The flooded Canarsie tunnel in the aftermath of 2012’s Hurricane Sandy

The Canarsie tunnel was damaged way back in 2012 from the salty, corrosive floodwaters of Hurricane Sandy. The MTA announced its mitigation plan in 2016, and since then dozens of meetings in North Brooklyn have been held by local activist groups such as the L train Coalition and NYC Council Members Stephen Levin and Antonio Reynoso.

Cuomo’s team of Ivy League engineers drafted a new engineering design “never used in the United States” to supplement the full shutdown, Cuomo explained during Thursday’s press conference:

To make a long story short: They have proposed a new design to use in the tunnel. It is a design that has not been used in the united states before to the best of our knowledge. It has been implemented in Europe. It has never been implemented in a tunnel restoration project. They came up with that design suggestion that uses many new innovations that are new to, frankly, the rail industry in this country. But the MTA has gone through their recommendations and gone through the new design, and the MTA believes that it is feasible, it’s highly innovative but that it is feasible. Long story short, with this design, it would not be necessary to close the L train tunnel at all, which would be a phenomenal benefit to the people of New York City. There would need to be some night and weekend closures of only one tube, so service would still work because there are two tunnels, but it would be a major, major breakthrough, and that’s what we want to discuss with you today.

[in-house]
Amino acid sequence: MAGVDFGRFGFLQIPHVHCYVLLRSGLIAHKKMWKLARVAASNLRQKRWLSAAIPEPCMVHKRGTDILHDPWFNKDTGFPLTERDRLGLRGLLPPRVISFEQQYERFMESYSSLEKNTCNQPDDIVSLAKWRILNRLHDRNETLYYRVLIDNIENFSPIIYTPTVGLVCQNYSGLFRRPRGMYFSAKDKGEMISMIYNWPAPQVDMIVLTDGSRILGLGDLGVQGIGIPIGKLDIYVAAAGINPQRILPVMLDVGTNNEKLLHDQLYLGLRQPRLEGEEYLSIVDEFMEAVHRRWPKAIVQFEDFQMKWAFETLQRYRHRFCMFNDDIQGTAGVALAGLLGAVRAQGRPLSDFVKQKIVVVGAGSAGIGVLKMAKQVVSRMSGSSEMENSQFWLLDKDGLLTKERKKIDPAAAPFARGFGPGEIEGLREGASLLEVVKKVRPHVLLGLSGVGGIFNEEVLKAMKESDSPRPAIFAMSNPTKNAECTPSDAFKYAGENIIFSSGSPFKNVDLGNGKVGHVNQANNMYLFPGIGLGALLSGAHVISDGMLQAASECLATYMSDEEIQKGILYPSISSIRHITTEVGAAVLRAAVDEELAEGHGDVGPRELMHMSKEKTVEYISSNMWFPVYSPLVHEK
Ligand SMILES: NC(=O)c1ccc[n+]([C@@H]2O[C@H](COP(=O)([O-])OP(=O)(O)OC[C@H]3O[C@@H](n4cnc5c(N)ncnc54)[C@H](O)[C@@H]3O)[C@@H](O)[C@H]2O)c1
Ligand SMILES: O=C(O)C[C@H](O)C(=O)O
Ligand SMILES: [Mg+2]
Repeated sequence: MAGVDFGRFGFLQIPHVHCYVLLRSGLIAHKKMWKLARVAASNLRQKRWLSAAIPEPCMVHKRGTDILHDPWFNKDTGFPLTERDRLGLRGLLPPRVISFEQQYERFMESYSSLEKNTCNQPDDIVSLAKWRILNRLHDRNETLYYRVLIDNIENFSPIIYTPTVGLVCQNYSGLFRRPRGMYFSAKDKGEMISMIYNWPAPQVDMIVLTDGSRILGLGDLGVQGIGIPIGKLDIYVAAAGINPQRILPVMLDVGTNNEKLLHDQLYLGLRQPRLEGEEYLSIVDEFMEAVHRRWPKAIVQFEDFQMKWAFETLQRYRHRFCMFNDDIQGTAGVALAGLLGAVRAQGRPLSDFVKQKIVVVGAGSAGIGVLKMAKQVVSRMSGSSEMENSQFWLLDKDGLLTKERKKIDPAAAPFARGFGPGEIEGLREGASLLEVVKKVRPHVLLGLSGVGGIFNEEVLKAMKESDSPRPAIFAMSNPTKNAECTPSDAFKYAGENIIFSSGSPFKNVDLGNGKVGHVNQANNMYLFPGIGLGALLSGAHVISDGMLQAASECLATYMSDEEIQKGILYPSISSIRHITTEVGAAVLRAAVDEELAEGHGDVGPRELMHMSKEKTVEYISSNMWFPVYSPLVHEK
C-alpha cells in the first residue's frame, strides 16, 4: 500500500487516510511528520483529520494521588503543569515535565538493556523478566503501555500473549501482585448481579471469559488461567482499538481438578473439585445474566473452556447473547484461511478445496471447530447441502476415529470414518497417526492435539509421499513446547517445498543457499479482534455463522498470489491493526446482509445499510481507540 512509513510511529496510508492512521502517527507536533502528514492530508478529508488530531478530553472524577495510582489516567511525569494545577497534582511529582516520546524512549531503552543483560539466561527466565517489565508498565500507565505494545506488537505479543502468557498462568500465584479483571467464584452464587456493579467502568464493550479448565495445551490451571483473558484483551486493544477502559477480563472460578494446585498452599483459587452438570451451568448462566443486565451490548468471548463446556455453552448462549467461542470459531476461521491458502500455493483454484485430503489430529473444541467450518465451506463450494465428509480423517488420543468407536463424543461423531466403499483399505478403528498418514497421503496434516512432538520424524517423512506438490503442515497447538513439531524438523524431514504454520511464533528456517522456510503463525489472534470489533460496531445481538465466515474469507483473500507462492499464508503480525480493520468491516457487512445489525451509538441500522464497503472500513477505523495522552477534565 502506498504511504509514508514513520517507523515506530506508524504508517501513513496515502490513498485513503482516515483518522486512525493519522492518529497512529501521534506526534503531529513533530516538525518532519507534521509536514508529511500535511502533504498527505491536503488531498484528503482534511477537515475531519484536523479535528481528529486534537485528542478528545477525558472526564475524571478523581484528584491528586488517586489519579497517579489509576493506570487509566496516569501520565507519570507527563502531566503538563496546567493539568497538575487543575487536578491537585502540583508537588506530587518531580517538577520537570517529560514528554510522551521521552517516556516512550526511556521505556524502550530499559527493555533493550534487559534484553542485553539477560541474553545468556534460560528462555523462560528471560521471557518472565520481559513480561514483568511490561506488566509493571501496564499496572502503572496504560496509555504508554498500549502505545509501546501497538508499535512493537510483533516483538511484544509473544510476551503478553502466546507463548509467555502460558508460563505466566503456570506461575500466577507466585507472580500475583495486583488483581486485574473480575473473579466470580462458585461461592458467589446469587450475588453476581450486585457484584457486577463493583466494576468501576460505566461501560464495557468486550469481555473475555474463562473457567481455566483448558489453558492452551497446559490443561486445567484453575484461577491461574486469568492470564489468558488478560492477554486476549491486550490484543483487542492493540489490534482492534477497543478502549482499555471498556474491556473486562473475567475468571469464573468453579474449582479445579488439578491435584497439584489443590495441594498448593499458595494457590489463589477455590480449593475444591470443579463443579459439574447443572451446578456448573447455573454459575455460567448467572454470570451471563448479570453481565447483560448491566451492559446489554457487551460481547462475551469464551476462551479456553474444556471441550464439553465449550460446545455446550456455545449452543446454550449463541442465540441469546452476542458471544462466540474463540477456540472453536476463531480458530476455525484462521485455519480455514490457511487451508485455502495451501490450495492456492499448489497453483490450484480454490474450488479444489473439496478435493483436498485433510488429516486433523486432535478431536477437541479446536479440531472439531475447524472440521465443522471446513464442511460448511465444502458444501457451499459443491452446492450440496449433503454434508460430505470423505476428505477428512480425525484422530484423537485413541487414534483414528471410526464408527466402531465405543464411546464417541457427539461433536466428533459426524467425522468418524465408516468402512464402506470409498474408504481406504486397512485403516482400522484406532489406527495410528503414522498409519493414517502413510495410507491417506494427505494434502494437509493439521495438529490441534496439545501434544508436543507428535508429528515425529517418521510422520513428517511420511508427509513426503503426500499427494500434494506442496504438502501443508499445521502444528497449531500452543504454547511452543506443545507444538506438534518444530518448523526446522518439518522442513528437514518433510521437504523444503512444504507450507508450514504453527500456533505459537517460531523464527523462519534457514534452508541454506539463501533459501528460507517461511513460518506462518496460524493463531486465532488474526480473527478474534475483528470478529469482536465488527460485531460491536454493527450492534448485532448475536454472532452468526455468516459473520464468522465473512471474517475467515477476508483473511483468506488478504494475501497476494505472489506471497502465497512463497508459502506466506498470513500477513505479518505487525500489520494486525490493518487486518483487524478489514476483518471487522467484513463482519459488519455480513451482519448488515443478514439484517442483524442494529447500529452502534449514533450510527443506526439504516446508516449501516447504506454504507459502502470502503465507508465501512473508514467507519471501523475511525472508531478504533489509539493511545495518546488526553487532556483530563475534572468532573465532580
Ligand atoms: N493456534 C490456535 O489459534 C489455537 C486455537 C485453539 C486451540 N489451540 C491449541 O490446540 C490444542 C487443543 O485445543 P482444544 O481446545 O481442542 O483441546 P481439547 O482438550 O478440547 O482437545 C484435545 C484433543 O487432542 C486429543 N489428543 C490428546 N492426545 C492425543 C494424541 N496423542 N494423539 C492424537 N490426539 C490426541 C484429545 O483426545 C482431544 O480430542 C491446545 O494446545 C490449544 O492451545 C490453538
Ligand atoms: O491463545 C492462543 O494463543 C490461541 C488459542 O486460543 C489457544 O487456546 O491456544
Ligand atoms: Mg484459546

Watch the full press conference:

Continue reading

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Cuomo to Make Surprise L Train Announcement Today

Governor ‘Amazon’ Cuomo will take a break from striking backroom deals with monopolistic billionaires and make a surprise announcement during a press conference today at 12:45 p.m. in Manhattan regarding the L train shutdown, Gothamist reports. Just two weeks ago Cuomo submerged himself into the Canarsie Tunnel that runs between Manhattan and Brooklyn to take a hard look at the reconstruction plan with a team of experts. As of now, the plan (four years in the making) is to shut down the tunnel to train traffic for 15 months begging at the end of April 2019.